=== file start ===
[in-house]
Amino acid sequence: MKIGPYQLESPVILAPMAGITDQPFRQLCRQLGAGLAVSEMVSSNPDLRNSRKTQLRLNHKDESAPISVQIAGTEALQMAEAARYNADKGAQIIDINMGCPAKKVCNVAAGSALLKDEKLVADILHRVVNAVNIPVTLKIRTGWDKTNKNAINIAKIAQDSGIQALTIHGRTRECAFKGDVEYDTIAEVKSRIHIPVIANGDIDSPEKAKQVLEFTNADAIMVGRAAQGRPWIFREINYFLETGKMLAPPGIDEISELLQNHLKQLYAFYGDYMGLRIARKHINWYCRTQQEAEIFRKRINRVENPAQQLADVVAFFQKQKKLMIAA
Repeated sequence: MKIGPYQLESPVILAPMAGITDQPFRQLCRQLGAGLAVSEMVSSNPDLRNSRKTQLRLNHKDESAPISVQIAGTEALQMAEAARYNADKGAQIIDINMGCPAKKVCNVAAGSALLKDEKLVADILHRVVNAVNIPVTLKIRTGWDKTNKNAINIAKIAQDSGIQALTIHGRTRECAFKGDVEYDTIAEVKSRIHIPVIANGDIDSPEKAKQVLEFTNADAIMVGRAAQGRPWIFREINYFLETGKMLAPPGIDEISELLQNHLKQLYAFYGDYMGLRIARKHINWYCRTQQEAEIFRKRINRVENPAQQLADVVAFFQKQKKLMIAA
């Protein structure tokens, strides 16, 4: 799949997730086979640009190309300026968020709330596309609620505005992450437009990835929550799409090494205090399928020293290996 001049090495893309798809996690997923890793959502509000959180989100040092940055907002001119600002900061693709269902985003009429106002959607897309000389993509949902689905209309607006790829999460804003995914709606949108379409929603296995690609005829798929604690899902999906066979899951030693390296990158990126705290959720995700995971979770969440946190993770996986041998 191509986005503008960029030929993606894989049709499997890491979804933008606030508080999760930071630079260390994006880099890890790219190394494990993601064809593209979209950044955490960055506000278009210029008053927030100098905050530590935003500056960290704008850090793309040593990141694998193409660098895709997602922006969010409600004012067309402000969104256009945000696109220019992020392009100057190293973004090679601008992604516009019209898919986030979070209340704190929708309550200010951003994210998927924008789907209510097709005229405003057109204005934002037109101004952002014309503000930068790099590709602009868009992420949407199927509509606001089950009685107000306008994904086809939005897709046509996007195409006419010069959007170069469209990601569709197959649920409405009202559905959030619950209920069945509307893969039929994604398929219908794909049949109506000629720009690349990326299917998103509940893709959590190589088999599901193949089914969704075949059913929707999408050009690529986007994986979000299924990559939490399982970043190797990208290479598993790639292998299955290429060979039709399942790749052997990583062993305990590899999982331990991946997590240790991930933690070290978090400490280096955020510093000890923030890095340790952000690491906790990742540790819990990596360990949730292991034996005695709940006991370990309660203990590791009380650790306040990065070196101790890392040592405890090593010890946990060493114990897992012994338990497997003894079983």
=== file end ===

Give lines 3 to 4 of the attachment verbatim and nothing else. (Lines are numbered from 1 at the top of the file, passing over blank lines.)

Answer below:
Repeated sequence: MKIGPYQLESPVILAPMAGITDQPFRQLCRQLGAGLAVSEMVSSNPDLRNSRKTQLRLNHKDESAPISVQIAGTEALQMAEAARYNADKGAQIIDINMGCPAKKVCNVAAGSALLKDEKLVADILHRVVNAVNIPVTLKIRTGWDKTNKNAINIAKIAQDSGIQALTIHGRTRECAFKGDVEYDTIAEVKSRIHIPVIANGDIDSPEKAKQVLEFTNADAIMVGRAAQGRPWIFREINYFLETGKMLAPPGIDEISELLQNHLKQLYAFYGDYMGLRIARKHINWYCRTQQEAEIFRKRINRVENPAQQLADVVAFFQKQKKLMIAA
């Protein structure tokens, strides 16, 4: 799949997730086979640009190309300026968020709330596309609620505005992450437009990835929550799409090494205090399928020293290996 001049090495893309798809996690997923890793959502509000959180989100040092940055907002001119600002900061693709269902985003009429106002959607897309000389993509949902689905209309607006790829999460804003995914709606949108379409929603296995690609005829798929604690899902999906066979899951030693390296990158990126705290959720995700995971979770969440946190993770996986041998 191509986005503008960029030929993606894989049709499997890491979804933008606030508080999760930071630079260390994006880099890890790219190394494990993601064809593209979209950044955490960055506000278009210029008053927030100098905050530590935003500056960290704008850090793309040593990141694998193409660098895709997602922006969010409600004012067309402000969104256009945000696109220019992020392009100057190293973004090679601008992604516009019209898919986030979070209340704190929708309550200010951003994210998927924008789907209510097709005229405003057109204005934002037109101004952002014309503000930068790099590709602009868009992420949407199927509509606001089950009685107000306008994904086809939005897709046509996007195409006419010069959007170069469209990601569709197959649920409405009202559905959030619950209920069945509307893969039929994604398929219908794909049949109506000629720009690349990326299917998103509940893709959590190589088999599901193949089914969704075949059913929707999408050009690529986007994986979000299924990559939490399982970043190797990208290479598993790639292998299955290429060979039709399942790749052997990583062993305990590899999982331990991946997590240790991930933690070290978090400490280096955020510093000890923030890095340790952000690491906790990742540790819990990596360990949730292991034996005695709940006991370990309660203990590791009380650790306040990065070196101790890392040592405890090593010890946990060493114990897992012994338990497997003894079983």